The pantry is a humble part of the kitchen that shouldn’t be overlooked. Whether you have an entire closet-like space or just a cabinet to work with, you can use it to its full storage potential with a few tips. It’s all too easy for pantries to accumulate collections of outdated, unlabeled, unwanted, and spoiled goods that clutter up the space. Wipe out what’s in there and take stock of what’s still good. Put away the odds and ends that don’t belong mixed in with dry goods storage, and then follow the tips below for an organized and efficient pantry.
Open shelves work best above and at eye level. Especially when using open wire or grid shelving, it’s easy to glance over the boxes and bags stored on the shelves for a quick assessment of stock levels. At chest level and below, it quickly becomes harder to spot everything on an open shelf. You begin to bend over and stoop just to check for items. Try using slide-out baskets and drawers at chest level and below. Placing a single layer of items face up in these baskets allows you to quickly check each of them for the desired ingredient. It’s an ergonomically friendly way to keep big walk-in pantries easier to scan.
Writing down everything that goes in and out of the pantry may add some extra work to cooking, but it keeps you on top of stock levels and prepares you for making painless shopping lists. Modern options allow you to automate the task with UPC scanning apps and personal inventory software. You can also track what goes in and out with a whiteboard next to the pantry or even just a piece of paper. If writing down every bag of flour or snack pack is too much work, try just noting when a certain item needs refilling.
Shelves are a good start, but not all items will fit well and avoid being lost in the shuffle. For smaller jars, cans, boxes, and packets, look for containers that keep them together. Racks are great for round items like cans and jars. Clear plastic containers can hold anything, including items of different shapes that go together for instant meal kits. Dividers help designate where new supplies should be refilled so that the flour doesn’t end up mixed with the canned fruit.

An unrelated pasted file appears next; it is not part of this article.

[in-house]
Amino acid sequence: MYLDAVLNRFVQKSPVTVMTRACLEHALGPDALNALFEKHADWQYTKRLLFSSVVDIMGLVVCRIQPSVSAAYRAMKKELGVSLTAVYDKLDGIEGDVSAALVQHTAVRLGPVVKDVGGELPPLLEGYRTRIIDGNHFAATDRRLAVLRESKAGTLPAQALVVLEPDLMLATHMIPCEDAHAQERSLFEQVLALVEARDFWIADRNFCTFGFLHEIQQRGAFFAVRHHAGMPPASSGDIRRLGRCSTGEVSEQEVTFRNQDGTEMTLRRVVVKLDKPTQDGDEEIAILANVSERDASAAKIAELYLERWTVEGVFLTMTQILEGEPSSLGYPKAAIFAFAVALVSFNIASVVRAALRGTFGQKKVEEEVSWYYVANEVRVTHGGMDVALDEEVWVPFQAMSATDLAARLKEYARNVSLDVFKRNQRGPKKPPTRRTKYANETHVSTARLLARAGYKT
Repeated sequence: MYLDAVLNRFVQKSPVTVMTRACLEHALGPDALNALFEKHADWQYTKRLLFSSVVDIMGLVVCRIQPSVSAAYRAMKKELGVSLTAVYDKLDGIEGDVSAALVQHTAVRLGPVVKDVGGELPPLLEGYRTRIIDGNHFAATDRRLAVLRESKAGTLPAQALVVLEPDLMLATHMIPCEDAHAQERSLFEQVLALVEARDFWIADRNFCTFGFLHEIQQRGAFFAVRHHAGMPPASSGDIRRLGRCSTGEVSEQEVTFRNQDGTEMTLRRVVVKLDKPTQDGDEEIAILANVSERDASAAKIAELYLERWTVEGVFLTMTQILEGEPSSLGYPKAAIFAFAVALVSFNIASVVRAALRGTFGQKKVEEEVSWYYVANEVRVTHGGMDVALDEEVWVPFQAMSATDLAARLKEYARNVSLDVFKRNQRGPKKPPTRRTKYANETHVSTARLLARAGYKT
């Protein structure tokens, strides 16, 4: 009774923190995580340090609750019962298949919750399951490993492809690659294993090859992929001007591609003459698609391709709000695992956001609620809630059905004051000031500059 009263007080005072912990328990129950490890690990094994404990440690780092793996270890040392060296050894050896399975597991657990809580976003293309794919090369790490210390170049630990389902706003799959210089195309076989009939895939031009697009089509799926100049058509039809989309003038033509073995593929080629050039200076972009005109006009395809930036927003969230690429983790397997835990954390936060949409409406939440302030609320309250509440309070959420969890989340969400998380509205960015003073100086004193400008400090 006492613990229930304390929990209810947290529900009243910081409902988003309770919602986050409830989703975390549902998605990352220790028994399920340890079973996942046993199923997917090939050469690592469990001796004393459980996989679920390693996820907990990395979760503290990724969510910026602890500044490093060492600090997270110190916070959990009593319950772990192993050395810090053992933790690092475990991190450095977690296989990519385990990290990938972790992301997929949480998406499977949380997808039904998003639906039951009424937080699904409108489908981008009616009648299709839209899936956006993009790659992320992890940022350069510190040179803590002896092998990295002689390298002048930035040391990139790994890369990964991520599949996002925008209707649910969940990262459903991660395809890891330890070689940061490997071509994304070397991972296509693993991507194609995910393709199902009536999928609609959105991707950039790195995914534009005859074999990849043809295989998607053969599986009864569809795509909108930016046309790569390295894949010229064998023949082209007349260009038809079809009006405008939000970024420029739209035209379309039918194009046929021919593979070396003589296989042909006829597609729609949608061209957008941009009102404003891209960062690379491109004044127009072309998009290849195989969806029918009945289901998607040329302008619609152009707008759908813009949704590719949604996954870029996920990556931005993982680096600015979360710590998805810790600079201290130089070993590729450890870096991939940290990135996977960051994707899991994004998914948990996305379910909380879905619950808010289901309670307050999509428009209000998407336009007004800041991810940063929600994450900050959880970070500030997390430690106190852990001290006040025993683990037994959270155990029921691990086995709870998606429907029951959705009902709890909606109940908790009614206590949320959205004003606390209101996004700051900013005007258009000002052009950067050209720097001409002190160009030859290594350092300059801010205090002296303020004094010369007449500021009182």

Most pantries are organized almost exclusively through the like-with-like grouping principle. Consider alternate arrangements while it’s perfectly fine to set aside one shelf for baking supplies and another for canned foods. Why not arrange items by how they’re used together, such as pasta and sauces on one shelf and canned fruit with the baking goods if you prefer cobbles to cookies? Consider your family’s habits of using the pantry to highlight the items they grab the most near the entrance.
You don’t have to be trained in grocery store management to use simple stocking rules in your pantry. First, arrange items on the shelves or in containers so that the oldest items are in the front. This creates a first-in, first-out arrangement to encourage the use of items that might get forgotten. If you notice you’re overstocking on something, consider taking a few cans out of the pantry to remind you to use them up before purchasing more. Give away items that are still a few months before expiration unless you’re about to use them. It’s much more helpful to clear out the pantry early and make a food bank donation than to wait until the products are expired and send it all to the landfill instead.
Some foods just shouldn’t share pantry space. Onions, garlic, and potatoes can all live happily in the dark, dry space of the pantry but not sharing the same shelf. You can keep the onions and garlic together, but keep both away from the potatoes to prevent spoilage. Consider the strength of the scent of a product when storing it near-neutral items like oil and flour. Even something like bananas or a flavored tea could cause off-tastes in bread or other foods stored against it.
Decanting is a popular pantry management practice often recommended for the aesthetics of displaying glass jars full of dry goods. However, it’s also valuable for controlling moisture and preventing insect infestations from spreading if they do occur. Decanting is simply the process of moving dry goods like flour and beans out of their bags and into glass or plastic containers. Make sure to label the containers with not only the product’s name but its decanted date, expiration date, and suggested uses.
With these tips, keeping the pantry organized should be a matter of just checking it over once every six months or so. Taking the time to remove everything and reorganizing it should only take an hour if you have an established system in place. Just avoid overloading the pantry space, and you won’t have to worry about discovering that last box of your favorite food only after it has gone bad.
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